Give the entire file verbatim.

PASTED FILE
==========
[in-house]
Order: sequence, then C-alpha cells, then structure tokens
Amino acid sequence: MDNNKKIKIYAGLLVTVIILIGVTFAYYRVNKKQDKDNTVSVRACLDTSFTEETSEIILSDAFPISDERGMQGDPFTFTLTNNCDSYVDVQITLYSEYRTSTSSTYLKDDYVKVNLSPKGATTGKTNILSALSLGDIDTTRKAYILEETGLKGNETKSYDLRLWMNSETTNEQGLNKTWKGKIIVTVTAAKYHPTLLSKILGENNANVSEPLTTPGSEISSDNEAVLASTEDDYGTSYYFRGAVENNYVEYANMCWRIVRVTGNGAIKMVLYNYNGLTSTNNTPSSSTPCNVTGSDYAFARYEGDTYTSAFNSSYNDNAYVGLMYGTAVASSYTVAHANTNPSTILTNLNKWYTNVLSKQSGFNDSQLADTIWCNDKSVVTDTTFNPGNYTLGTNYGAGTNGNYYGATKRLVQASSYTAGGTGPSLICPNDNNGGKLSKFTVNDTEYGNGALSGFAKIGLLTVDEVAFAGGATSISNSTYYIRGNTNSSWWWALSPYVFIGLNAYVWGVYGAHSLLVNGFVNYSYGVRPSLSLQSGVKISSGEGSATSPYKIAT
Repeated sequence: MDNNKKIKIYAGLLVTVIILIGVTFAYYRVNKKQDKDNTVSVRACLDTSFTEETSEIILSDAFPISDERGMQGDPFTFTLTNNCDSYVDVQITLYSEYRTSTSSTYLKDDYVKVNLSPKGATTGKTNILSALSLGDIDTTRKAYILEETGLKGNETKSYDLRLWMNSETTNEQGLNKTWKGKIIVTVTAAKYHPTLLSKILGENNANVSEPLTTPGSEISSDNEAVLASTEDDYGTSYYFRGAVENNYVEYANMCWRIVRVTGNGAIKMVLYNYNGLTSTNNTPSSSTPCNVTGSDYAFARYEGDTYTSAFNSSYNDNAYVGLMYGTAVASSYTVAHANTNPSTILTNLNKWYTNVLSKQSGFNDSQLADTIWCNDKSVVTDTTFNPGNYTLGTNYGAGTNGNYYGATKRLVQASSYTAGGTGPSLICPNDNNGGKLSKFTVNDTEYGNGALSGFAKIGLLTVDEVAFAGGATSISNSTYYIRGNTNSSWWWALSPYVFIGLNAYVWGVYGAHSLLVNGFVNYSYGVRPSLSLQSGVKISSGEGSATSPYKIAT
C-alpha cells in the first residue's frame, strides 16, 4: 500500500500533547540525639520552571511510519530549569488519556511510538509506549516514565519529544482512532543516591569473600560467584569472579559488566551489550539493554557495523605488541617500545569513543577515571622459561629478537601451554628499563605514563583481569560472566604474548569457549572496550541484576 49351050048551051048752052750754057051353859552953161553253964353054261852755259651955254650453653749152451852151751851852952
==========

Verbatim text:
[in-house]
Order: sequence, then C-alpha cells, then structure tokens
Amino acid sequence: MDNNKKIKIYAGLLVTVIILIGVTFAYYRVNKKQDKDNTVSVRACLDTSFTEETSEIILSDAFPISDERGMQGDPFTFTLTNNCDSYVDVQITLYSEYRTSTSSTYLKDDYVKVNLSPKGATTGKTNILSALSLGDIDTTRKAYILEETGLKGNETKSYDLRLWMNSETTNEQGLNKTWKGKIIVTVTAAKYHPTLLSKILGENNANVSEPLTTPGSEISSDNEAVLASTEDDYGTSYYFRGAVENNYVEYANMCWRIVRVTGNGAIKMVLYNYNGLTSTNNTPSSSTPCNVTGSDYAFARYEGDTYTSAFNSSYNDNAYVGLMYGTAVASSYTVAHANTNPSTILTNLNKWYTNVLSKQSGFNDSQLADTIWCNDKSVVTDTTFNPGNYTLGTNYGAGTNGNYYGATKRLVQASSYTAGGTGPSLICPNDNNGGKLSKFTVNDTEYGNGALSGFAKIGLLTVDEVAFAGGATSISNSTYYIRGNTNSSWWWALSPYVFIGLNAYVWGVYGAHSLLVNGFVNYSYGVRPSLSLQSGVKISSGEGSATSPYKIAT
Repeated sequence: MDNNKKIKIYAGLLVTVIILIGVTFAYYRVNKKQDKDNTVSVRACLDTSFTEETSEIILSDAFPISDERGMQGDPFTFTLTNNCDSYVDVQITLYSEYRTSTSSTYLKDDYVKVNLSPKGATTGKTNILSALSLGDIDTTRKAYILEETGLKGNETKSYDLRLWMNSETTNEQGLNKTWKGKIIVTVTAAKYHPTLLSKILGENNANVSEPLTTPGSEISSDNEAVLASTEDDYGTSYYFRGAVENNYVEYANMCWRIVRVTGNGAIKMVLYNYNGLTSTNNTPSSSTPCNVTGSDYAFARYEGDTYTSAFNSSYNDNAYVGLMYGTAVASSYTVAHANTNPSTILTNLNKWYTNVLSKQSGFNDSQLADTIWCNDKSVVTDTTFNPGNYTLGTNYGAGTNGNYYGATKRLVQASSYTAGGTGPSLICPNDNNGGKLSKFTVNDTEYGNGALSGFAKIGLLTVDEVAFAGGATSISNSTYYIRGNTNSSWWWALSPYVFIGLNAYVWGVYGAHSLLVNGFVNYSYGVRPSLSLQSGVKISSGEGSATSPYKIAT
C-alpha cells in the first residue's frame, strides 16, 4: 500500500500533547540525639520552571511510519530549569488519556511510538509506549516514565519529544482512532543516591569473600560467584569472579559488566551489550539493554557495523605488541617500545569513543577515571622459561629478537601451554628499563605514563583481569560472566604474548569457549572496550541484576 49351050048551051048752052750754057051353859552953161553253964353054261852755259651955254650453653749152451852151751851852952